Elitist institutions in egalitarian societies?
Elitist institutions in egalitarian societies? – Visions and realities of Nordic Universities
Hosted by Humboldt universität Berlin, Nordeuropa-Institut and Forum for universitetshistorie, Oslo and the Finnland-Institut, Berlin.
Henrik-Steffens-Professur Jorunn Sem Fure
The Humboldt University in Berlin will celebrate its bicentennial in 2010. In 2011, the University in Oslo will do the same. University anniversaries have since the 16th century been occasions for self reflection, including elements of memorialising, celebrating and idealising the past – and even at times also entailing critical reinterpretation of history and tradition. Such festive jubilees also invoke reflection upon the future of these institutions. The university is one of the oldest institutions in Western society; it enjoys a seeming remarkable continuity though also exhibiting a powerful capability for self renewal, transformation and adaptation. The motto for the Humboldt celebration “Das Moderne Original” conveys clearly a historical consciousness and a sense of ownership over a set of university ideals that in some way or another have had, or is strongly believed to have had a broad international influence through their diffusion and reception around the world.
With these two anniversaries coming up – we thought it a good idea to gather scholars in Berlin in November 2010 to present and discuss some aspects of the history of universities, higher education and research in the Nordic countries.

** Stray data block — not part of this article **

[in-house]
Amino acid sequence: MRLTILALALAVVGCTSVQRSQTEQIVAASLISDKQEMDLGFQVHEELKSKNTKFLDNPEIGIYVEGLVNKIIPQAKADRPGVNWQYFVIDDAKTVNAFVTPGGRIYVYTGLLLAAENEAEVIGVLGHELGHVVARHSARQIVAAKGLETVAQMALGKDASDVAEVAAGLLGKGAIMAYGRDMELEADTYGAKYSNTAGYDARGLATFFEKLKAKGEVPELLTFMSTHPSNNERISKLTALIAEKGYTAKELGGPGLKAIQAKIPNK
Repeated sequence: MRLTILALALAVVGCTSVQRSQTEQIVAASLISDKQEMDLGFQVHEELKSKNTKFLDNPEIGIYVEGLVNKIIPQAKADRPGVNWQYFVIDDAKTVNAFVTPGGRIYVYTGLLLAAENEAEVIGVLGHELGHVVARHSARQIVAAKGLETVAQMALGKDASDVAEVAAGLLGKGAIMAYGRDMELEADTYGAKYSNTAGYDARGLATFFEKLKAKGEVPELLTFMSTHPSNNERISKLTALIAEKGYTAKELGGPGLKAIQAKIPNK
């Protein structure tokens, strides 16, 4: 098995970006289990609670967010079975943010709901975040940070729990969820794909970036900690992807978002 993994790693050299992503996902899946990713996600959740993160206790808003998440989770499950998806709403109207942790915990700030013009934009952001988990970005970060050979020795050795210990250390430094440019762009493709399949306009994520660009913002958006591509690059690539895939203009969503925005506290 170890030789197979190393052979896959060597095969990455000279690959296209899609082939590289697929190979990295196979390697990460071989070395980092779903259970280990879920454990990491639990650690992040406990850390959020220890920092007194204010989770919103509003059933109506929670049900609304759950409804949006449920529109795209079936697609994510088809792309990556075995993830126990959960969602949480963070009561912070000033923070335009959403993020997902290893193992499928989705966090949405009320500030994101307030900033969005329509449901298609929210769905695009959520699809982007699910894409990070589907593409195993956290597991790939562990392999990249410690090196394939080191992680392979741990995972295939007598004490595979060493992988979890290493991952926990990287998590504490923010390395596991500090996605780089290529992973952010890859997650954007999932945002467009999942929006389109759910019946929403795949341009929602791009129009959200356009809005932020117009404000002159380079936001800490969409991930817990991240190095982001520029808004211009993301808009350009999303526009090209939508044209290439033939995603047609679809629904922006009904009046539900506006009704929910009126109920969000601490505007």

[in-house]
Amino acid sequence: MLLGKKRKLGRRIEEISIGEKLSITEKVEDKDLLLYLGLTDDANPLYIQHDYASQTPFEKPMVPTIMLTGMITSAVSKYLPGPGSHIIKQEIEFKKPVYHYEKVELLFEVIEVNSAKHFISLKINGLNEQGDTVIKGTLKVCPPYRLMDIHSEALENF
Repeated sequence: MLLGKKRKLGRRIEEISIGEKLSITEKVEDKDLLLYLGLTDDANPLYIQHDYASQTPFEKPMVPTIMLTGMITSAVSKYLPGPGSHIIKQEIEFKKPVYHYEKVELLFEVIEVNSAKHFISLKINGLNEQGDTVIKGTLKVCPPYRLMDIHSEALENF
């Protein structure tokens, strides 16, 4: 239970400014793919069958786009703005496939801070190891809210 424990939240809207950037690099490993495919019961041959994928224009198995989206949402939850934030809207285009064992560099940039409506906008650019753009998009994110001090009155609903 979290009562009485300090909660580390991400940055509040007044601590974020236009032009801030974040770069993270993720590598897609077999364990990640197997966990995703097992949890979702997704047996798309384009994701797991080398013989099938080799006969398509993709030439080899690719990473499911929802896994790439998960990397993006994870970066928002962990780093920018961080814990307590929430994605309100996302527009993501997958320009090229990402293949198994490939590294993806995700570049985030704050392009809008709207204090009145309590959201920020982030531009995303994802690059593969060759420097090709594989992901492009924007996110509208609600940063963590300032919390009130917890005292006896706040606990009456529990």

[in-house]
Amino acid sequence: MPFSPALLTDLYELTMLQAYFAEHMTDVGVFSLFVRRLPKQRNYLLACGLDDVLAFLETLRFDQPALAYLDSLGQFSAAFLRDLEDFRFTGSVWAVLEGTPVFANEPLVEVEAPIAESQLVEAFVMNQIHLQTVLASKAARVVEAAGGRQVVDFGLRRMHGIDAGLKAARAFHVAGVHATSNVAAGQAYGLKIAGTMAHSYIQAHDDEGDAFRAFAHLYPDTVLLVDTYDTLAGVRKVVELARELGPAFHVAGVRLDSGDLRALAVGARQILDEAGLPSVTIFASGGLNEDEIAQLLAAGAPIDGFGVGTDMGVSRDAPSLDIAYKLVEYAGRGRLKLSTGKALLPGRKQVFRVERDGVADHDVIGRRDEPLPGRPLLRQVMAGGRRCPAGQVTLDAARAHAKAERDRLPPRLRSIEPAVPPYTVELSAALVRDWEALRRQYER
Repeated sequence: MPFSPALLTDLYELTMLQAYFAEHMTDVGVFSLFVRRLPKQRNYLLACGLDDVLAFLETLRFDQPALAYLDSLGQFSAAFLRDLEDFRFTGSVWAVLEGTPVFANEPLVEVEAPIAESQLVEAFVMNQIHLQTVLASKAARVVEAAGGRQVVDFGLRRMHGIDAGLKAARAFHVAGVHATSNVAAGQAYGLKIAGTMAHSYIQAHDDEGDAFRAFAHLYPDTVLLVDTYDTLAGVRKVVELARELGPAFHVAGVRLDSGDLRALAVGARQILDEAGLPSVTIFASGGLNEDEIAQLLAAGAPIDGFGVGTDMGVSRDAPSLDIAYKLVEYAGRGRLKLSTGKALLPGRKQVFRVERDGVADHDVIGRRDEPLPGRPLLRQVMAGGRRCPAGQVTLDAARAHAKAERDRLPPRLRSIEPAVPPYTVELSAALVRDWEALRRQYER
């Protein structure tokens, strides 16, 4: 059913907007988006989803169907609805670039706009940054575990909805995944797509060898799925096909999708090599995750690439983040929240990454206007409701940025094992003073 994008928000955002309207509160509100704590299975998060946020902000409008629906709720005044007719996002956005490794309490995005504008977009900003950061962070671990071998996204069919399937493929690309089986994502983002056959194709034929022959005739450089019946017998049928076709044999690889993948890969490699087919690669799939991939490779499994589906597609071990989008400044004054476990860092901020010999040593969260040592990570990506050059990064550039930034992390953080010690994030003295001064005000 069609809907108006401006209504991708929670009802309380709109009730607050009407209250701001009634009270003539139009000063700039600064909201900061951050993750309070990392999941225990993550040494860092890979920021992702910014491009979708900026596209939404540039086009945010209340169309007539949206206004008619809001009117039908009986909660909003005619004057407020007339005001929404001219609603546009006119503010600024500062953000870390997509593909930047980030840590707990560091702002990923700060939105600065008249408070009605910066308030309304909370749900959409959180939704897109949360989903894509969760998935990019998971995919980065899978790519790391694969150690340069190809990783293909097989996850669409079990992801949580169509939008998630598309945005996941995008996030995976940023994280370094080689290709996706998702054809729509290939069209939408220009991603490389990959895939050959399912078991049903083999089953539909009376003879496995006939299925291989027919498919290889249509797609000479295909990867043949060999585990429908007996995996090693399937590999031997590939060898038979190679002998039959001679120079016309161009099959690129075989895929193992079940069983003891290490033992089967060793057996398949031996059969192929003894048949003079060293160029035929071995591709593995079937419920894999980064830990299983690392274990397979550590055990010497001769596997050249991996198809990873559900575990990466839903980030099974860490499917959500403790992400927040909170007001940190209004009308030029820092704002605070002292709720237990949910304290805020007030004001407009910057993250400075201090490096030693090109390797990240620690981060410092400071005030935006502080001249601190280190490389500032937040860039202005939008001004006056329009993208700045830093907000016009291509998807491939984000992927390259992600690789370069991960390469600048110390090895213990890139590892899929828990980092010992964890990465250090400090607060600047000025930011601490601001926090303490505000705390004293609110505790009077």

Nordic universities and academies are manifestations of national, regional and local as well as international formative processes. We want to discuss the influence and transfer of ideas and models from outside, mainly the German Bildungs- und Wissenschaftstradition, and the Anglo-American traditions of Liberal Arts and Science. In university history, a repercussive theme is the relationship between ideals and reality. A large body of literature on university history written the past two or three decades has been particularly conscious of the dangers of reproducing idealized notions of university life, and confusing them with reality. Historically formulated ideas about the University have, even today a strong influence, powering the thinking of university leaders, academics and politicians. But much less is known about the actual day to day routines, rituals and scientific practices within the university and how these developed over time. Indeed recent historical scholarship has often aimed at replacing myth, legend and rhetorical slogans with insight and knowledge.
The historical evolution, social function and cultural significance of institutions of higher learning and research can be analysed as an interplay between visionary goals, practical solutions to contingently arising problems, ideas and ideals from abroad, as well as their adaptations to local contexts. The university lends itself particularly well too such examinations, because it is an institution that from its very origin and up to this day, can be said to have the distinct characteristics of being anchored both nationally and to various degrees also internationally.
The keynote speakers who have been invited and have accepted:
Prof. Matti Klinge, Helsinki
Prof. John P. Collett, Oslo
Prof. Ditlev Tamm, Kopenhagen
Prof. Sverker Sörlin, Stockholm
Prof. Gudmundur Halfdanarson, Rejkjavik
The summit /conference will be organized between Forum for university history, University in Oslo, represented by Prof. John Peter Collett, and the Nordeuropa-Institut (NI) at Humboldt-Universität zu Berlin, represented by Head of Department Prof. Bernd Henningsen, and Prof. Jorunn Sem Fure who currently holds a guest professorship at the NI and a senior research position at FFU, and the Finnland-Institut, Berlin represented by Dr. Anna-Maija Mertens.
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